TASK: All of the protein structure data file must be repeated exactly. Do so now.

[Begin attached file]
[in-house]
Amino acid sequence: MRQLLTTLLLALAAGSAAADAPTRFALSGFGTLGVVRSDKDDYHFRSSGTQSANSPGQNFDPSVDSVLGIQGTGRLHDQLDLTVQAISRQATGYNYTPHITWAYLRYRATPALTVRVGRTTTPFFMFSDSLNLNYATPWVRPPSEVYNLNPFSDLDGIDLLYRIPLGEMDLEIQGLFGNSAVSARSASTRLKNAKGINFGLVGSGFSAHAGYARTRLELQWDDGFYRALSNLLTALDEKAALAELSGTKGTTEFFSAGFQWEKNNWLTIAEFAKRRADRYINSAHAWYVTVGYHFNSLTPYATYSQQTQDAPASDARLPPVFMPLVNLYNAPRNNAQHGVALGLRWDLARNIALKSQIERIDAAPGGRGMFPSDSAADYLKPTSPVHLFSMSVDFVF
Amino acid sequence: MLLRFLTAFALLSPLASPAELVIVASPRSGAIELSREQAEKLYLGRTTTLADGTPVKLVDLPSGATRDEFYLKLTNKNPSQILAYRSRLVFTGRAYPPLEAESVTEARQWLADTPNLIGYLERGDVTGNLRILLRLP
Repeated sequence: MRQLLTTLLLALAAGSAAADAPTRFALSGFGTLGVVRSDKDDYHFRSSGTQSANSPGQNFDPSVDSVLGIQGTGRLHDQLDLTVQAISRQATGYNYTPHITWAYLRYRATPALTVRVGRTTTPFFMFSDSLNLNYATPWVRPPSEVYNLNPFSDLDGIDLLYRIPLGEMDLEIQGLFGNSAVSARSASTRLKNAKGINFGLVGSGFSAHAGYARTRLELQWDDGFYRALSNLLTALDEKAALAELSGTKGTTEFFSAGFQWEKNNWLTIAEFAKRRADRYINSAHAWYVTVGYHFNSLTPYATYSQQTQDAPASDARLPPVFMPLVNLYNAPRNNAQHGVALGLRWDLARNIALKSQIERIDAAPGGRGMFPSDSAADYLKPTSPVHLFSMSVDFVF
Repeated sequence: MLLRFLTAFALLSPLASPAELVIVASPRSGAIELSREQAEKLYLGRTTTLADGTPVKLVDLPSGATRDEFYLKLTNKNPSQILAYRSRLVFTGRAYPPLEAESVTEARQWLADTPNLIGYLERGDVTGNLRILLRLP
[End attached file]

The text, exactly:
[in-house]
Amino acid sequence: MRQLLTTLLLALAAGSAAADAPTRFALSGFGTLGVVRSDKDDYHFRSSGTQSANSPGQNFDPSVDSVLGIQGTGRLHDQLDLTVQAISRQATGYNYTPHITWAYLRYRATPALTVRVGRTTTPFFMFSDSLNLNYATPWVRPPSEVYNLNPFSDLDGIDLLYRIPLGEMDLEIQGLFGNSAVSARSASTRLKNAKGINFGLVGSGFSAHAGYARTRLELQWDDGFYRALSNLLTALDEKAALAELSGTKGTTEFFSAGFQWEKNNWLTIAEFAKRRADRYINSAHAWYVTVGYHFNSLTPYATYSQQTQDAPASDARLPPVFMPLVNLYNAPRNNAQHGVALGLRWDLARNIALKSQIERIDAAPGGRGMFPSDSAADYLKPTSPVHLFSMSVDFVF
Amino acid sequence: MLLRFLTAFALLSPLASPAELVIVASPRSGAIELSREQAEKLYLGRTTTLADGTPVKLVDLPSGATRDEFYLKLTNKNPSQILAYRSRLVFTGRAYPPLEAESVTEARQWLADTPNLIGYLERGDVTGNLRILLRLP
Repeated sequence: MRQLLTTLLLALAAGSAAADAPTRFALSGFGTLGVVRSDKDDYHFRSSGTQSANSPGQNFDPSVDSVLGIQGTGRLHDQLDLTVQAISRQATGYNYTPHITWAYLRYRATPALTVRVGRTTTPFFMFSDSLNLNYATPWVRPPSEVYNLNPFSDLDGIDLLYRIPLGEMDLEIQGLFGNSAVSARSASTRLKNAKGINFGLVGSGFSAHAGYARTRLELQWDDGFYRALSNLLTALDEKAALAELSGTKGTTEFFSAGFQWEKNNWLTIAEFAKRRADRYINSAHAWYVTVGYHFNSLTPYATYSQQTQDAPASDARLPPVFMPLVNLYNAPRNNAQHGVALGLRWDLARNIALKSQIERIDAAPGGRGMFPSDSAADYLKPTSPVHLFSMSVDFVF
Repeated sequence: MLLRFLTAFALLSPLASPAELVIVASPRSGAIELSREQAEKLYLGRTTTLADGTPVKLVDLPSGATRDEFYLKLTNKNPSQILAYRSRLVFTGRAYPPLEAESVTEARQWLADTPNLIGYLERGDVTGNLRILLRLP